Carpe Diem

Why naive environmentalism is like religious fundamentalism

Excerpts below are from the chapter “Why I Am Not An Environmentalist” in economist Steven Landsburg’s book “Armchair Economics: Economics and Everyday Life,” where he explains why naive environmentalism is like religious fundamentalism:

The naive environmentalism of my daughter’s preschool is a force-fed potpourri of myth, superstition, and ritual that has much in common with the least reputable varieties of religious Fundamentalism.

Like other coercive ideologies, environmentalism targets children specifically. After my daughter progressed from preschool to kindergarten, her teachers taught her to conserve resources by rinsing out her paper cup instead of discarding it. I explained to her that time is also a valuable resource, and it might be worth sacrificing some cups to save some time. Her teachers taught her that mass transportation is good because it saves energy. I explained to her that it might be worth sacrificing some energy in exchange for the comfort of a private car. Her teachers taught her to recycle paper so that wilderness is not converted to landfill space. I explained to her that it might be worth sacrificing some wilderness in exchange for the luxury of not having to sort your trash. In each case, her five-year-old mind had no difficulty grasping the point. I fear that after a few more years of indoctrination, she will be as uncomprehending as her teachers.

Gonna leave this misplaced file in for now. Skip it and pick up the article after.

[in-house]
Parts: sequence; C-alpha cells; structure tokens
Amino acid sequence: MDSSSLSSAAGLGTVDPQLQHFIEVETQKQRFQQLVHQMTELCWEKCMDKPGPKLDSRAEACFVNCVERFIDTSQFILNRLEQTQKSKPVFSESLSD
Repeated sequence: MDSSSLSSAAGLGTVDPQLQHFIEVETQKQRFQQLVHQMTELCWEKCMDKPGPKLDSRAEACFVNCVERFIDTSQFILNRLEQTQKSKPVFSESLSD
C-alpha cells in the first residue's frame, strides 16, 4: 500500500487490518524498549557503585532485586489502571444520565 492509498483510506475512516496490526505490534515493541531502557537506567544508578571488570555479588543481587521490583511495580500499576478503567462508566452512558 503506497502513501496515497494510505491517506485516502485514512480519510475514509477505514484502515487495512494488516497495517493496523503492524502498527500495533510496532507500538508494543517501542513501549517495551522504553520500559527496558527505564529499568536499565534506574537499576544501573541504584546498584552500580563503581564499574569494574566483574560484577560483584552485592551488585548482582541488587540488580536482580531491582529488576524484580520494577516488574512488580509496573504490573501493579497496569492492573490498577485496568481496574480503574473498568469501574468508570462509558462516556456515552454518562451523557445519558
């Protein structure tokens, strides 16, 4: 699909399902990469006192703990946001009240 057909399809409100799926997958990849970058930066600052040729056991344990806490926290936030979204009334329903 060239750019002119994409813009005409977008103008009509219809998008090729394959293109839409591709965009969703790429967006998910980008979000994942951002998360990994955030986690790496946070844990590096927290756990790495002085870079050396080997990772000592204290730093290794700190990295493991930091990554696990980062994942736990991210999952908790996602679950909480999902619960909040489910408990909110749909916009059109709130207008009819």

In a letter to his daughter Cayley’s teacher, Landsburg wrote:

Just as Cayley’s teachers in Colorado were honestly oblivious to the fact that there is diversity in religion, it may be that her teachers here have been honestly oblivious that there is diversity in politics.

Let me then make that diversity clear. We are not environmentalists. We ardently oppose environmentalists. We consider environmentalism a form of mass hysteria akin to Islamic fundamentalism or the War on Drugs. We do not recycle. We teach our daughter not to recycle. We teach her that people who try to convince her to recycle, or who try to force her to recycle, are intruding on her rights.

The entire program of environmentalism is as foreign to us as the doctrine of Christianity (Note: Landsburg is Jewish). We face no current threat of having Christianity imposed on us by petty tyrants; the same can not be said of environmentalism. My county government never tried to send me a New Testament, but it did send me a recycling bin.”

In a footnote at the end of the chapter:

My friend Alan Stockman has made the point that there seems to be general agreement that it is better to transfer income from the relatively rich to the relatively poor than vice versa. It seems odd then to ask present-day Americans to make sacrifices [e.g. recycling, etc.] for the benefit of future generations who will almost surely be richer than we are.

63 thoughts on “Why naive environmentalism is like religious fundamentalism

  1. This kind of anti-environmentalism is on the verge of religion as well.
    one doesn’t need to sort her trash to recycle, just throwing papers and glass bottles in the proper bin most of the time is not “sorting trash” and takes zero extra time and efforts.

    • Landsburg is not “anti-environmentalism”. He recognizes the trade offs that religious environmentals refuse to even acknowledge, much less understand that choosing convenience over recycling is a perfectly acceptable behavior. That you think leaving people with this choice, rather than forcibly eliminating this choice through the police state, only demonstrates how little you understand what it is Landsburg is saying. Landsburg’s book is excellent. You should read it, since you don’t seem to understand the economics of the trade offs about which Landsburg is talking.